We can all relate to feeling isolated whether by choice or circumstance. I'm sure that you've heard someone say or you have said yourself "I'm lonely", "I want to be alone". These words are often used interchangeably but there is a difference. Knowing the difference between being alone and being lonely can lead to a deeper understanding and appreciation of others as well as yourself.
Humans are innately social beings. Of course, there are people who are less social but overall, an integral part of our existence is intertwined with others. Some of our basic daily tasks are of a symbiotic nature. Imagine trying to go grocery shopping, to work school or the doctor without interacting with others. It's impossible! However, there are some instances where not being around others is essential to maintaining a balance between autonomy with yourself and harmony with others.
"I'm alone...I want to be left alone"
Being alone refers more to the physical aspect of not being coupled or in a group with other individuals. Being alone can be a choice or by distinction. For instance, telling someone that you want be alone is a decision that you can make as a method of self-preservation. Being alone isn't necessarily a bad thing. Choosing to be alone means that you recognize the need for taking time for yourself to focus on a task or regroup after dealing with a difficult situation or when you need to make a decision that you feel can only be reached when no one else is around. By distinction, being alone can be representative of a quality or ability that you posses that places you in a category of excellence or innovation. Think of some of the most influential change agents that have ever lived. Many of them were alone in actions or intentions that exhibit a uniqueness unparalleled by others.
Loneliness refers to the aspect of a person's emotions . Loneliness can have a profound impact on a person's mental, spiritual and physical well-being. Feelings of despair are often associated with loneliness and can affect someone's self-awareness and self-esteem. I can attest to the feeling of loneliness. When I was going through a divorce, I found myself struggling with loneliness frequently. At that time, being able to separate my feelings and my decisions were extremely difficult. That is to be expected when going through a major life change or trauma. My mind was swimming! I was put in a position where I was questioning my relationship and where things went wrong. I had to come to grips with knowing that finances, the lifestyle I was used to, and relationships with friends and family would forever change. The loneliness at times was unbearable and I often felt weighed down by that feeling. My issue was mixing up what being alone and being lonely was. The two can most assuredly exist independently of each other, but in some instances, the chances of the two blurring the lines between what affect they have on you or your situation are very real. For some time during my divorce, the loneliness I felt overshadowed my judgement of being "left alone." I felt like being alone was helping me regroup, but in reality, it was causing me to isolate at a time when I needed support the most. After much prayer, mindful meditation and therapy I was able to distinguish the difference between the two and how to handle being alone and being lonely.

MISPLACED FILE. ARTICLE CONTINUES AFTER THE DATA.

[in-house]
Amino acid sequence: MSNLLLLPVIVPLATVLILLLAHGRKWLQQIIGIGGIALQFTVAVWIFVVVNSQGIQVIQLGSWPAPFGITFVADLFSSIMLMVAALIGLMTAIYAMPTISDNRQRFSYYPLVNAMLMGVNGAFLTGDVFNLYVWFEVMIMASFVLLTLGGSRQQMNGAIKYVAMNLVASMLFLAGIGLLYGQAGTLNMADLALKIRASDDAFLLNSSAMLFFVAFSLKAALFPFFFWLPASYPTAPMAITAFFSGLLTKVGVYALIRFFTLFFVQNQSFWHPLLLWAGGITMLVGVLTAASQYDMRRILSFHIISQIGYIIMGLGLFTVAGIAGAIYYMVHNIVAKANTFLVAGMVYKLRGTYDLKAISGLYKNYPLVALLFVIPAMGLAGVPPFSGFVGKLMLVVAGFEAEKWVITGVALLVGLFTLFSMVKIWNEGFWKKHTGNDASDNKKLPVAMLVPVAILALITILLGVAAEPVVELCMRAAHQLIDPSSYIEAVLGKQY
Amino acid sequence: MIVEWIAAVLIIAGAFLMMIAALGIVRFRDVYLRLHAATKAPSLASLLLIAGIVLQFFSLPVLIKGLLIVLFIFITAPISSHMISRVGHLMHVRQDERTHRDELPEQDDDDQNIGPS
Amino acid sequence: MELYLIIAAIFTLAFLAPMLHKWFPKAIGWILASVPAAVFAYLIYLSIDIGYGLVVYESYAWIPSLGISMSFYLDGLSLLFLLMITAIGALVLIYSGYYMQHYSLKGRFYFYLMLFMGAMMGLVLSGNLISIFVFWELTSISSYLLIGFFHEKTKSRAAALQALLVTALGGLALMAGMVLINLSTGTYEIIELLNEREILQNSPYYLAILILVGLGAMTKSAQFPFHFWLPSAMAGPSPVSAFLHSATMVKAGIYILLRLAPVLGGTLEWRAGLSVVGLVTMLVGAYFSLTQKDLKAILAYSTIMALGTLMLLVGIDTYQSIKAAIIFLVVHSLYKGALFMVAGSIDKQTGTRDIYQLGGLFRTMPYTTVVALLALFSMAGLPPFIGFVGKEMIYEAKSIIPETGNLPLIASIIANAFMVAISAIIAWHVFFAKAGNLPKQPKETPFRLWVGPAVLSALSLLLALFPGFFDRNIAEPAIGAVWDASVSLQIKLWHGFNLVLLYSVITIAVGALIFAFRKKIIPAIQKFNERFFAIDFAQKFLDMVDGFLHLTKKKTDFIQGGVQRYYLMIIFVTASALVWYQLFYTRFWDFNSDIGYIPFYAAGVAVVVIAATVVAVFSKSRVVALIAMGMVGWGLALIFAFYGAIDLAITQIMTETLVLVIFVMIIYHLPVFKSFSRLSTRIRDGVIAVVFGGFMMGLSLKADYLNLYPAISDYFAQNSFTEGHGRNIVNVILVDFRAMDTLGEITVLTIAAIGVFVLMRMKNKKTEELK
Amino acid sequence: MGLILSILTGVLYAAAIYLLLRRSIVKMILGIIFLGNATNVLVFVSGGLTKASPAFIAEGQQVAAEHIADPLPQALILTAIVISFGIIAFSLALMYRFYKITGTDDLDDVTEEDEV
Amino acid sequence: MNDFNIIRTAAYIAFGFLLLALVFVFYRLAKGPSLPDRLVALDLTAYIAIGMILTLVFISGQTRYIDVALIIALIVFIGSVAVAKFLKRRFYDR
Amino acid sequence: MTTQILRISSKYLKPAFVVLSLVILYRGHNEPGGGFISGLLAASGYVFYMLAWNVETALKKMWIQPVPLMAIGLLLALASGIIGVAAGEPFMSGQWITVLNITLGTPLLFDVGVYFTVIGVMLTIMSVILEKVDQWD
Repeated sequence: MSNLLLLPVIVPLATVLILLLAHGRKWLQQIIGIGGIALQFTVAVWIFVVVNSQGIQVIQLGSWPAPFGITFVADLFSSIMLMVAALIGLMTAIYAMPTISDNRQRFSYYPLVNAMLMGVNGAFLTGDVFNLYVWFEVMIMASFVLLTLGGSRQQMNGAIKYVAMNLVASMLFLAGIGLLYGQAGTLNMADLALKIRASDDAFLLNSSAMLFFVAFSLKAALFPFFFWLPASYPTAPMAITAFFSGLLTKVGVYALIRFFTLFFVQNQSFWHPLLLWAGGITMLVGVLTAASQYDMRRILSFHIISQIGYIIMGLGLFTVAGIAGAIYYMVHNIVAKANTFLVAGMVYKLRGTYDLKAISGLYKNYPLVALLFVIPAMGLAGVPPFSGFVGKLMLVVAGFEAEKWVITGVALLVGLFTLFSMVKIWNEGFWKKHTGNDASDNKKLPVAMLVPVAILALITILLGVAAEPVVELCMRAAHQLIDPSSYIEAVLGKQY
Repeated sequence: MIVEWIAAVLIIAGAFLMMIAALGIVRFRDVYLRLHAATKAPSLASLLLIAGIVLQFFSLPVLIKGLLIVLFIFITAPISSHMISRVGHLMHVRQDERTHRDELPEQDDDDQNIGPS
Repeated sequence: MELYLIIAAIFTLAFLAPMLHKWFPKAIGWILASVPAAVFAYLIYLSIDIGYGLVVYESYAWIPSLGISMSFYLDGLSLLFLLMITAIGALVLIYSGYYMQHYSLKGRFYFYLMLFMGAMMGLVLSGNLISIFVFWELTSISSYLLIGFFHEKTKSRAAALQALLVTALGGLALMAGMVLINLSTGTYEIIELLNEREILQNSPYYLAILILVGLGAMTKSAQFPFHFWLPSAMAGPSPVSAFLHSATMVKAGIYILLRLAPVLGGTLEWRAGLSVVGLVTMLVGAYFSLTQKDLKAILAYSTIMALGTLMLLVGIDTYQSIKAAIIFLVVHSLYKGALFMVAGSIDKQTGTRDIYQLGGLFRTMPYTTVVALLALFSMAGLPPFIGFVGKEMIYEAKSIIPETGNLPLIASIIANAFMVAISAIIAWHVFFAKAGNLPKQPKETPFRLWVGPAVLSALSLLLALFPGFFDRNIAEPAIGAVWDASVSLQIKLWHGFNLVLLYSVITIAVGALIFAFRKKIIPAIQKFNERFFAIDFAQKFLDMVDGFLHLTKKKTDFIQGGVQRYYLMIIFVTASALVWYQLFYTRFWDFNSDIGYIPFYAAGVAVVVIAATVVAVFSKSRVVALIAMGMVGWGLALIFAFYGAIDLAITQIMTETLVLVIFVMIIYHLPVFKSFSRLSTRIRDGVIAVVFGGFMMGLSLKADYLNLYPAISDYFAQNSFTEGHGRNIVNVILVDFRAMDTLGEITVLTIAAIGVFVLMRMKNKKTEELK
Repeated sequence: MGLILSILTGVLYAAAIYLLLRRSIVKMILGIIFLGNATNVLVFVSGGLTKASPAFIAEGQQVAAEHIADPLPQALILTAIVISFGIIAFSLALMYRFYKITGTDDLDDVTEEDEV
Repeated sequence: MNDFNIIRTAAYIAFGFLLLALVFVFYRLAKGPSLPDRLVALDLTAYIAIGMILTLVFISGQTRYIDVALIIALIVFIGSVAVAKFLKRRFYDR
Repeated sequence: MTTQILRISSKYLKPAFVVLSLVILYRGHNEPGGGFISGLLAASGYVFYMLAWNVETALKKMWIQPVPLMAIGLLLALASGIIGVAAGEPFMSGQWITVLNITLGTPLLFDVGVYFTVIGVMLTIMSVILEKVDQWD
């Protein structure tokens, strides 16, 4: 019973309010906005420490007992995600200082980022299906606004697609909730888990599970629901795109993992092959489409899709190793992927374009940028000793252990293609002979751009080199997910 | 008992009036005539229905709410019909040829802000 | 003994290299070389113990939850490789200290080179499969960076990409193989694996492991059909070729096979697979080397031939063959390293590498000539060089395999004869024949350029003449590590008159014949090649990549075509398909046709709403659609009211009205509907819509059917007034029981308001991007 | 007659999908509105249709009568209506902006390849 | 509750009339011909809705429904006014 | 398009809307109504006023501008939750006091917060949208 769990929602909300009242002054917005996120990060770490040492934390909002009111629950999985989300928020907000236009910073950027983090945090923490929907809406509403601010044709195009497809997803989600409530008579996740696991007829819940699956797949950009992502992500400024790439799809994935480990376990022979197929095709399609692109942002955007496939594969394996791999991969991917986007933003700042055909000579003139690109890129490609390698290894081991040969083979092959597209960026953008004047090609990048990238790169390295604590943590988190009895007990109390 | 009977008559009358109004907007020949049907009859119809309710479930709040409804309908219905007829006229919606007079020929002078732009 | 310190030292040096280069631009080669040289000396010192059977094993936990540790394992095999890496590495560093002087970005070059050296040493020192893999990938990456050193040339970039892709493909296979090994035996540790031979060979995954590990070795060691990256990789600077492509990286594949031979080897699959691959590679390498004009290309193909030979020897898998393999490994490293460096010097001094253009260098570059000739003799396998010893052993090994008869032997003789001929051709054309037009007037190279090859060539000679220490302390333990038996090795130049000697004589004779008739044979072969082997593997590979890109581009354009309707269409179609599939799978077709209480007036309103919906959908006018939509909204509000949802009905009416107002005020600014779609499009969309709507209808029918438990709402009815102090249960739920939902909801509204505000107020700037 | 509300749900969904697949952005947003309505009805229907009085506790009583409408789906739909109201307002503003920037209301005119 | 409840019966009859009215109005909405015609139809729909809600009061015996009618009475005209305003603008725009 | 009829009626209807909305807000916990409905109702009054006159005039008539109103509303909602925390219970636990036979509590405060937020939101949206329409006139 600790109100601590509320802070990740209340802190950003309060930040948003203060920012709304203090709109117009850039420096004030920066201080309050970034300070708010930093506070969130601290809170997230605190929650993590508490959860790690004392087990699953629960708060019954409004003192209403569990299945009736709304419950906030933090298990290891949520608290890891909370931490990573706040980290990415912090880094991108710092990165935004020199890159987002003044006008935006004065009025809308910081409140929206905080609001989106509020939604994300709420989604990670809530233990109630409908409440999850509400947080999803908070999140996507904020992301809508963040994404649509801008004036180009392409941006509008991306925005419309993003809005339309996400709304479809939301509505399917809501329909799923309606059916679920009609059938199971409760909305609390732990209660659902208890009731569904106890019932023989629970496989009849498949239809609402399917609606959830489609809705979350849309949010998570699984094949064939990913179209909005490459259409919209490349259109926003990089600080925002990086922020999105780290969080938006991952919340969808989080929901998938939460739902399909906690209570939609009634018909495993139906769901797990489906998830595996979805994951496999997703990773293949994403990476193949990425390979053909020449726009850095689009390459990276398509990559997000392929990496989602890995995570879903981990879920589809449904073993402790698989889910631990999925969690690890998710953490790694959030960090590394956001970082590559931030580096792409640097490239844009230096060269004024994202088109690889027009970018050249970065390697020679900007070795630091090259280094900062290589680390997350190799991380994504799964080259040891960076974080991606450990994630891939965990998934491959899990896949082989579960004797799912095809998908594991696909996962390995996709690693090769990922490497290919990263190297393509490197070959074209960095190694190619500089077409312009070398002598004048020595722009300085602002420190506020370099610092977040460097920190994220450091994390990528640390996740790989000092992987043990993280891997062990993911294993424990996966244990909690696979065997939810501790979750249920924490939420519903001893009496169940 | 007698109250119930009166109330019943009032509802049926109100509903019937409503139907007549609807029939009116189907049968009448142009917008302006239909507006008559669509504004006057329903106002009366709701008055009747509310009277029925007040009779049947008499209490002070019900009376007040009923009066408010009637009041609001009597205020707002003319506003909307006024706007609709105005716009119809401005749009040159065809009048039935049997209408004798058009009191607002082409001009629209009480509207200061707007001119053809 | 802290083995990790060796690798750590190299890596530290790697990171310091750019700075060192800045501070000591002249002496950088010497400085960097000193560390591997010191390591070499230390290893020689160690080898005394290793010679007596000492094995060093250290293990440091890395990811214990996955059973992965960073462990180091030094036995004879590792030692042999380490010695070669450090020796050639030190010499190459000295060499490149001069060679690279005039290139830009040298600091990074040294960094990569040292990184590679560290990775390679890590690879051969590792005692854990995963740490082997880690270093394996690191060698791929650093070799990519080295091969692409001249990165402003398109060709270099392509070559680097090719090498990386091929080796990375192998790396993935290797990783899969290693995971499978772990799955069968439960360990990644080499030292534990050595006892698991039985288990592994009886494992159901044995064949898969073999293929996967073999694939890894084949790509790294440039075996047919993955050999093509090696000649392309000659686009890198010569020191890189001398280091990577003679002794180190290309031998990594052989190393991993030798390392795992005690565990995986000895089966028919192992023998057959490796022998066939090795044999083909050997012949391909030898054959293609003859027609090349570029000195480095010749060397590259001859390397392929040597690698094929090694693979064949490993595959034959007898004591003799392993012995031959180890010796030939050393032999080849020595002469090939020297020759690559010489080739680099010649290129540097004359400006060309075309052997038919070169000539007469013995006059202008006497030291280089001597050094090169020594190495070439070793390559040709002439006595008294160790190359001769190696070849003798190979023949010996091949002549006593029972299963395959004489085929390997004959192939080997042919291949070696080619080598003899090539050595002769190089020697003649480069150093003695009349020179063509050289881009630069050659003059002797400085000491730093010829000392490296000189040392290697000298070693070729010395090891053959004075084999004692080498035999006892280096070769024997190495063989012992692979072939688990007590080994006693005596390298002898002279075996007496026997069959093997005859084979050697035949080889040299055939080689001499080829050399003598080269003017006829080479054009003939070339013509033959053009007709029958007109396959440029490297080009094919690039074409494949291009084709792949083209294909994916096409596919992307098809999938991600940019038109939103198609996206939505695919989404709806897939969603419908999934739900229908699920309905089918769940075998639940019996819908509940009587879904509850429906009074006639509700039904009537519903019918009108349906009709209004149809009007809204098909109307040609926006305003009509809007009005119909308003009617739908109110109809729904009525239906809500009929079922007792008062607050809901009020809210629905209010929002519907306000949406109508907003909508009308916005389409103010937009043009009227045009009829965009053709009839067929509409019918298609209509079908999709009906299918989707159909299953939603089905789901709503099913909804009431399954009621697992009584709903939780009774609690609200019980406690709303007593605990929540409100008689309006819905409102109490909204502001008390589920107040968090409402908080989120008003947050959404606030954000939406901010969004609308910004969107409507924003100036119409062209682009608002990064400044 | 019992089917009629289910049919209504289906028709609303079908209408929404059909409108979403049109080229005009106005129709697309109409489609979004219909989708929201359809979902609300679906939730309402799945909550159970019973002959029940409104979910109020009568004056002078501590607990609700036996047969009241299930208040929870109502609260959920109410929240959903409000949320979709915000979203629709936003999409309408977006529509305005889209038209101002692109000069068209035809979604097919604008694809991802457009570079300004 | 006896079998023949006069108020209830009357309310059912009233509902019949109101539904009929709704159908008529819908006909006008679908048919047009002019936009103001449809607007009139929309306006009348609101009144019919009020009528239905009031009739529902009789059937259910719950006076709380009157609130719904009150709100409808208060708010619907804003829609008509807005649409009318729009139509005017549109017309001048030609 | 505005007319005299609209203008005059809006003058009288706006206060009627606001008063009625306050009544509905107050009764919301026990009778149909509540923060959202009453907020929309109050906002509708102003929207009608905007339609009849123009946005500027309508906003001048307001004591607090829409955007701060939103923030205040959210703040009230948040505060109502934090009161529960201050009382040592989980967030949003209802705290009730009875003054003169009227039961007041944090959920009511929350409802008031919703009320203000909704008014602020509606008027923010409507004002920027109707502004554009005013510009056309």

So, why the confusion between the two words? To be honest, no one ever taught us what both words really meant. Think about it. We live in a society that cast out people who don't act like lemmings. People are given mixed messages on how to act and the more you push the envelope and give traits of uniqueness or take an initiative to do more than others, you don't fit the mold of social normalcy. That's a funny thought because we have all heard someone say:
"If everyone else jumped off a cliff, would you too?"
It's like telling someone you have to do what everyone else is doing, BUT, if you're going to do something different, Don't, because you won't be like everyone else. Can you say confusing?
If you think back to some of your life experiences and measure what being alone and lonely really means; you will be able to find a pattern in decisions that you made. Whether it was something as simple as buying a new outfit to choosing to be in a relationship with someone, the decisions (or lack thereof) were in direct response to being alone or lonely.
How to benefit from knowing the difference being alone and being lonely
Establishing an intimate relationship with yourself is first and foremost. A person can never truly be alone. You can't be alone if you are spending time with yourself, so why not appreciate the being that you are regardless of if someone is right next to you or if you are thousand of miles away from anyone.
It's also important to be able to:
1. Discern when you feel the need to be left alone and when you are experiencing loneliness.
2. Develop coping methods for allowing yourself to experience being alone or lonely
3. Develop a plan to move forward from that experience and TAKE ACTION! Follow through is a tool in succession, so the next time the topic comes up, you will be better equipped to deal with being alone or lonely.
It is important to know that being alone and experiencing loneliness is inevitable whether for a brief or extended period of time. It's OK to be alone and lonely, it just important to experience them but not dwell on the experience.